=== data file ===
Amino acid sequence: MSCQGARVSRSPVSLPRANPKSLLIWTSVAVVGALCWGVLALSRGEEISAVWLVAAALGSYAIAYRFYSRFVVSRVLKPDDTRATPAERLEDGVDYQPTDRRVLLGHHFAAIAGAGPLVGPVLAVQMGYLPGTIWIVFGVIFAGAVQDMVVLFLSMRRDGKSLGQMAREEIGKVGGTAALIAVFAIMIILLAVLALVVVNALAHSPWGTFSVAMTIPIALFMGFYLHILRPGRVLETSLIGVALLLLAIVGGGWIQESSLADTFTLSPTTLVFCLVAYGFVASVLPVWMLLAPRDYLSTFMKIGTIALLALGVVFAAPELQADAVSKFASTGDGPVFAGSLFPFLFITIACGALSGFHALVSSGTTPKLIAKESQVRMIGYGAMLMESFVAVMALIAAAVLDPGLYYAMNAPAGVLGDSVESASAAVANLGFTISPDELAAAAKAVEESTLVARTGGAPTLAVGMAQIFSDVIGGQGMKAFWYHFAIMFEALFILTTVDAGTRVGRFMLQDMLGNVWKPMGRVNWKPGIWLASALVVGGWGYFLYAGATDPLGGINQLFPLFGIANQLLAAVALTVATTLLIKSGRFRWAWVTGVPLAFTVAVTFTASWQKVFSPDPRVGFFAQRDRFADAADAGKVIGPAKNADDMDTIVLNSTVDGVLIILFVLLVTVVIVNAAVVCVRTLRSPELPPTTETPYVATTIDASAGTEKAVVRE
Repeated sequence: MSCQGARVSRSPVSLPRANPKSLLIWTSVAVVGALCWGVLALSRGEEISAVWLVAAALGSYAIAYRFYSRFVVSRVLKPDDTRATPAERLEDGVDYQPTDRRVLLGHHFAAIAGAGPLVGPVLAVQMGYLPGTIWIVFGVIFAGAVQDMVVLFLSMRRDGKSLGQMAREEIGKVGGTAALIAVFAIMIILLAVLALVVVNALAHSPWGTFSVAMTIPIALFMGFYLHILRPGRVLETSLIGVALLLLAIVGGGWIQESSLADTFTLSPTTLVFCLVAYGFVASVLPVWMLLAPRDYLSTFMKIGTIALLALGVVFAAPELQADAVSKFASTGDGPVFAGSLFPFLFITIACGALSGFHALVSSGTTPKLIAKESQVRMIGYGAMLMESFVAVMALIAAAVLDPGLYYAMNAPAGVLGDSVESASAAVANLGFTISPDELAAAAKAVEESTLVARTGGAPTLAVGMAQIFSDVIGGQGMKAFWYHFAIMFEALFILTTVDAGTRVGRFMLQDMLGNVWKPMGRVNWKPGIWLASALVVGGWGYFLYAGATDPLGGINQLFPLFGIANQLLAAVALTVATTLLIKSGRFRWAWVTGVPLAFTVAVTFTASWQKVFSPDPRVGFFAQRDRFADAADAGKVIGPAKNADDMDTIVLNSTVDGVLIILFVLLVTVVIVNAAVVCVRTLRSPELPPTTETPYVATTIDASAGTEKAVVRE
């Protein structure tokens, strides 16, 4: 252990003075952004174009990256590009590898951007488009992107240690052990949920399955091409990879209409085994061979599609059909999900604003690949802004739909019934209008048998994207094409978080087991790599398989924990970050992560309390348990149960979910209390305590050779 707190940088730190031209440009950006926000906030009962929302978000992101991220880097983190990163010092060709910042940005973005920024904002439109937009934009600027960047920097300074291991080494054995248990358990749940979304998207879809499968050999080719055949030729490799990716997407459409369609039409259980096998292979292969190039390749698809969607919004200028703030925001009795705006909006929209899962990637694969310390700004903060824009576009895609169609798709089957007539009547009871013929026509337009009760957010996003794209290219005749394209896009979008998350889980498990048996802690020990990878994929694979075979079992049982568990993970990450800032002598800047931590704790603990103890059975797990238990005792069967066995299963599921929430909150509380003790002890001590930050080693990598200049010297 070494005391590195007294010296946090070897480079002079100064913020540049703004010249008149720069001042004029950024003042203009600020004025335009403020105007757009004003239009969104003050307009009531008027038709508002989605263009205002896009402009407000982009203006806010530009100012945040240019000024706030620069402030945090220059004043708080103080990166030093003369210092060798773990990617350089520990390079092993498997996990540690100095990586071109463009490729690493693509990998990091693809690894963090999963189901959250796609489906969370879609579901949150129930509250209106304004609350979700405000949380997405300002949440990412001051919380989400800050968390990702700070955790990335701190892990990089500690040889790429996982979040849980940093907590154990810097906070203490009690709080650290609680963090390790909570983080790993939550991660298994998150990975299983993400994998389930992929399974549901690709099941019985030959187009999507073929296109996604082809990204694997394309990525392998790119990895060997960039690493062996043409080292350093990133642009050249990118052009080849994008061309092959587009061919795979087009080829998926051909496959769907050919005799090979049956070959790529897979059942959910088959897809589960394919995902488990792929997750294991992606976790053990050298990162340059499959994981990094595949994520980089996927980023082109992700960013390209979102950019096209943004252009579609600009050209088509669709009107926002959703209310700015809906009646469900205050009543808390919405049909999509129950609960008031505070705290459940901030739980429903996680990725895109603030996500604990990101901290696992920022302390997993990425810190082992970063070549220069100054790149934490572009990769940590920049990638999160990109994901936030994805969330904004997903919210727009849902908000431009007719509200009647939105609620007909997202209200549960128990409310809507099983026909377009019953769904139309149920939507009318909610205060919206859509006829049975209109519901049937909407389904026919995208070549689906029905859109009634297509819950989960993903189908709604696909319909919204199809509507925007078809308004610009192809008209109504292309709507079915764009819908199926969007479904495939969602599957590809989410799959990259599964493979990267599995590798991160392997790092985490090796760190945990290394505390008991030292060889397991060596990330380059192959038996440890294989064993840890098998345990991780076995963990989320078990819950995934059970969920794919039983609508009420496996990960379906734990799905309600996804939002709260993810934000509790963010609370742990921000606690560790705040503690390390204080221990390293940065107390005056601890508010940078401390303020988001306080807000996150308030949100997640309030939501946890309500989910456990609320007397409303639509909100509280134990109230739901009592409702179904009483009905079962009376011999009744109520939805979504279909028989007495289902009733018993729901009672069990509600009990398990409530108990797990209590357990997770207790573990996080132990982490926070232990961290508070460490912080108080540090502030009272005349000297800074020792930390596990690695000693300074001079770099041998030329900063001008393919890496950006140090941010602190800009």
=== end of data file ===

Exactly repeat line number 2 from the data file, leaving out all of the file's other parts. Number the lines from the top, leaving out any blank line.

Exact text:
Repeated sequence: MSCQGARVSRSPVSLPRANPKSLLIWTSVAVVGALCWGVLALSRGEEISAVWLVAAALGSYAIAYRFYSRFVVSRVLKPDDTRATPAERLEDGVDYQPTDRRVLLGHHFAAIAGAGPLVGPVLAVQMGYLPGTIWIVFGVIFAGAVQDMVVLFLSMRRDGKSLGQMAREEIGKVGGTAALIAVFAIMIILLAVLALVVVNALAHSPWGTFSVAMTIPIALFMGFYLHILRPGRVLETSLIGVALLLLAIVGGGWIQESSLADTFTLSPTTLVFCLVAYGFVASVLPVWMLLAPRDYLSTFMKIGTIALLALGVVFAAPELQADAVSKFASTGDGPVFAGSLFPFLFITIACGALSGFHALVSSGTTPKLIAKESQVRMIGYGAMLMESFVAVMALIAAAVLDPGLYYAMNAPAGVLGDSVESASAAVANLGFTISPDELAAAAKAVEESTLVARTGGAPTLAVGMAQIFSDVIGGQGMKAFWYHFAIMFEALFILTTVDAGTRVGRFMLQDMLGNVWKPMGRVNWKPGIWLASALVVGGWGYFLYAGATDPLGGINQLFPLFGIANQLLAAVALTVATTLLIKSGRFRWAWVTGVPLAFTVAVTFTASWQKVFSPDPRVGFFAQRDRFADAADAGKVIGPAKNADDMDTIVLNSTVDGVLIILFVLLVTVVIVNAAVVCVRTLRSPELPPTTETPYVATTIDASAGTEKAVVRE